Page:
Thursday, June 26, 2014

Dominican Leadership Series Videos - Alex Pentland, Lt. Governor Gavin Newsome, Senator Elizabeth Warren

If you missed any of these events, you can now watch them on: Marin TV, Education Channel 30.  Check the program listings at Community Media Center of Marin -

Alex Pentland
Social Physics: How Good Ideas Spread - The Lessons From a New Science

Wednesday, August 6, 2014

If the Big Data revolution has a presiding genius, it is MIT's Alex "Sandy" Pentland. Over years of groundbreaking experiments, he has distilled remarkable discoveries significant enough to become the bedrock of a whole new scientific field: social physics. Social Physics: How Good Ideas Spread-The Lessons From a New Science will change the way we think about how we learn and how our social groups work.  
My highlight from his talk ... Behavior change = 20% data 80% personal, face-to-face network behavior. Proof that its "who you know not what you know" that counts! Major implications for designing solutions to important issues like poverty, education gap, climate change etc.

Lieutenant Governor Gavin Newsome 

Wednesday, August 27, 2013
A rallying cry for revolutionizing democracy in the digital age, Citizenville reveals how ordinary Americans can reshape their government for the better. Gavin Newsom, the lieutenant governor of California, argues that today's government is stuck in the last century while-in both the private sector and our personal lives-absolutely everything else has changed. The explosion of social media, the evolution of Internet commerce, the ubiquity of smart phones that can access all the world's information; in the face of these extraordinary advances, our government appears increasingly irrelevant and out of touch.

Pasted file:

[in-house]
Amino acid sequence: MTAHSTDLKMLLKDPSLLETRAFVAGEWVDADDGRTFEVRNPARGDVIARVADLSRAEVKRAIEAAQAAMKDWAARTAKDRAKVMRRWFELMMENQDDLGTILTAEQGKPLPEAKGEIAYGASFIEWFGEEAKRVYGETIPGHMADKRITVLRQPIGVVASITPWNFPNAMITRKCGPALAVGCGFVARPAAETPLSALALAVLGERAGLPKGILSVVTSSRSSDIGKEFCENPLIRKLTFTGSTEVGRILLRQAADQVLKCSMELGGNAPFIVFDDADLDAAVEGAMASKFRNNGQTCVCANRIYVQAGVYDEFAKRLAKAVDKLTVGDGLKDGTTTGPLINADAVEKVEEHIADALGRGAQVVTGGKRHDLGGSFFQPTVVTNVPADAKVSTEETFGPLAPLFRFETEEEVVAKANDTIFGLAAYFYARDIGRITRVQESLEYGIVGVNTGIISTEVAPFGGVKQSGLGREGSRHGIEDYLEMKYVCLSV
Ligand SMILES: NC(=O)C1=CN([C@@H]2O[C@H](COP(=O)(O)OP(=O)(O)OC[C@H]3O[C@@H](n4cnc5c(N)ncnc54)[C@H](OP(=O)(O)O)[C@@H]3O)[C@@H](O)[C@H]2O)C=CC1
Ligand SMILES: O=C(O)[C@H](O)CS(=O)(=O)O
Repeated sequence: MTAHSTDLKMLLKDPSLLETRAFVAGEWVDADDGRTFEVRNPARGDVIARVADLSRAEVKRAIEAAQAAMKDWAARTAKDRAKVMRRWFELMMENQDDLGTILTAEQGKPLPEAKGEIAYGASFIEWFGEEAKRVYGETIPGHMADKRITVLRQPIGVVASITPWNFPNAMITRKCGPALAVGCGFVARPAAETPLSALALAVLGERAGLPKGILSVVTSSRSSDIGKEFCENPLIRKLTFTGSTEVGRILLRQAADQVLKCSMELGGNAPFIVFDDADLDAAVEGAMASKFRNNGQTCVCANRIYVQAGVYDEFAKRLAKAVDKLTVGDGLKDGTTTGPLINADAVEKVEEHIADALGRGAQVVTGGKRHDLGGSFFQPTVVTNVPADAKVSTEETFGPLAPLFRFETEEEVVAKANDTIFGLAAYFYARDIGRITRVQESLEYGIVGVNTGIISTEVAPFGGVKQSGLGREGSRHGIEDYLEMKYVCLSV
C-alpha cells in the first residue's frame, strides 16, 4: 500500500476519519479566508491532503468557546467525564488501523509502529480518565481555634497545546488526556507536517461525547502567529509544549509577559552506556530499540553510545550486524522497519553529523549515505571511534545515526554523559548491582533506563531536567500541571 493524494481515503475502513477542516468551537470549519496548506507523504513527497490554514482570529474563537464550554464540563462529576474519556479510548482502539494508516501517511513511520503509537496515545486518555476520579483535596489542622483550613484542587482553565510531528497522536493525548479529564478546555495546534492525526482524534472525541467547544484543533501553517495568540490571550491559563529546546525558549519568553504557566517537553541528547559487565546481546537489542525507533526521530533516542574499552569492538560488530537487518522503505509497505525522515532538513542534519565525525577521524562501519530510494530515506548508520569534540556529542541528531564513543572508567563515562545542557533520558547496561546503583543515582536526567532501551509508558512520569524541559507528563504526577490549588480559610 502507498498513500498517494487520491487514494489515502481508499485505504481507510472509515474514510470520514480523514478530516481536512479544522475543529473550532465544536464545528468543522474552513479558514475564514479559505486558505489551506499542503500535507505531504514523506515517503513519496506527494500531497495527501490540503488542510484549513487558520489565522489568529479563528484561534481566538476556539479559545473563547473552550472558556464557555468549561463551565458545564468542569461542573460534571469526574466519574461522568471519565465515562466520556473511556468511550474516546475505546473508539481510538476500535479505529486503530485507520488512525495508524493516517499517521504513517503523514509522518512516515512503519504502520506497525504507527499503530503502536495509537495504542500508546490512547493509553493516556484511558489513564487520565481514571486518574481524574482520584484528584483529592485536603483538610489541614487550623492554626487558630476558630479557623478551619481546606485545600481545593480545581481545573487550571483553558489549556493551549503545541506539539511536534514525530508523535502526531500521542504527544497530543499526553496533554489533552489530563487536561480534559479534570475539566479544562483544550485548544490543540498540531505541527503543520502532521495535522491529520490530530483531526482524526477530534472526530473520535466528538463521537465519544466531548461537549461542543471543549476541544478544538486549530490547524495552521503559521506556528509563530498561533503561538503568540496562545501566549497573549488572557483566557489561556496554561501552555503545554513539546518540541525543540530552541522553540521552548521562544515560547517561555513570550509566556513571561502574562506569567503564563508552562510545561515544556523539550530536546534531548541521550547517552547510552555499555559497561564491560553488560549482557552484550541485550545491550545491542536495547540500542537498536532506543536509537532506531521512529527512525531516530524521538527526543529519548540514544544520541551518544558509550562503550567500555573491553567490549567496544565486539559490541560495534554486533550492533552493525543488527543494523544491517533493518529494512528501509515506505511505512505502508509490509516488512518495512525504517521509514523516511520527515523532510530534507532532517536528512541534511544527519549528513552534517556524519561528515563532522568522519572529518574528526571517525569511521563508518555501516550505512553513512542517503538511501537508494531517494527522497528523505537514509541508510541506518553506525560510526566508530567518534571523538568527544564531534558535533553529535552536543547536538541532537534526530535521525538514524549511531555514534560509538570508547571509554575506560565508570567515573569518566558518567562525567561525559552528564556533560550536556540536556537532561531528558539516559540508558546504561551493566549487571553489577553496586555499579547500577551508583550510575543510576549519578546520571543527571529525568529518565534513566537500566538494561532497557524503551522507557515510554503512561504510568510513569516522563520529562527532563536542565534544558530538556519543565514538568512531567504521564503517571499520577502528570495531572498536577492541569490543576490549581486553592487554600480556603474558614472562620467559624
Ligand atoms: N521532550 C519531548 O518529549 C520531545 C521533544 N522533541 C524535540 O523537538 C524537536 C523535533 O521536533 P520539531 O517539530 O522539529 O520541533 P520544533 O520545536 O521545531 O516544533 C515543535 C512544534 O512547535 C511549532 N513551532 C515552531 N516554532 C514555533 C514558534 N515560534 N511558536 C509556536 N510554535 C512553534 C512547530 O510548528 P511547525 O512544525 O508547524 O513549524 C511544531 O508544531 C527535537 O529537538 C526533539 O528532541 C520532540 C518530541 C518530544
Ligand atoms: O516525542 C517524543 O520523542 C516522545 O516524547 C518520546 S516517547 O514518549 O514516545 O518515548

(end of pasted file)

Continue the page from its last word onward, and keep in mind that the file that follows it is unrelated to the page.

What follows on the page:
Despite your political perspective on Newsom this is a must watch for anyone interested in Digital Citizen Engagement and Democracy 2.0.

Senator Elizabeth Warren
A Fighting Chance

Wednesday, September 3, 2013
In this passionate, funny, rabble-rousing book, A Fighting Chance, Warren shows why she has chosen to fight tooth and nail for the middle class-and why she has become a hero to all those who believe that America's government can and must do better for working families. Elizabeth Warren is the senior senator from Massachusetts. A former Harvard Law School professor, she is the author of eight books. 
Missed this one, wish I hadn't.

Wednesday, June 25, 2014

Visual Thinking, Innovation and Idea Card Decks

Here's a reprint of an article (on the Xplane blog)  I just read about a tangible tool to use visual thinking to solve problems and generate new ideas.  Yellow highlights = my emphasis (i.e. parts I think are super cool).

I often jot down my bits and bytes of ideas in my journal and then later cull through it to write articles or project proposals. The key, as noted below, is to have a "tagging system" so you can "see patterns" as they emerge. I do this (in my journal) with a consistent header for each item (date, person, headline, icon) and icons that I draw next to each piece of information (star person for a person reference, book icon for a resource reference, idea balloon for a quote etc.). Also the reason blogs work so well as a place to dynamically aggregate information - "its the tagging stupid" - blogs are just the front end of a dynamic database system for gathering, tagging, and rearranging information.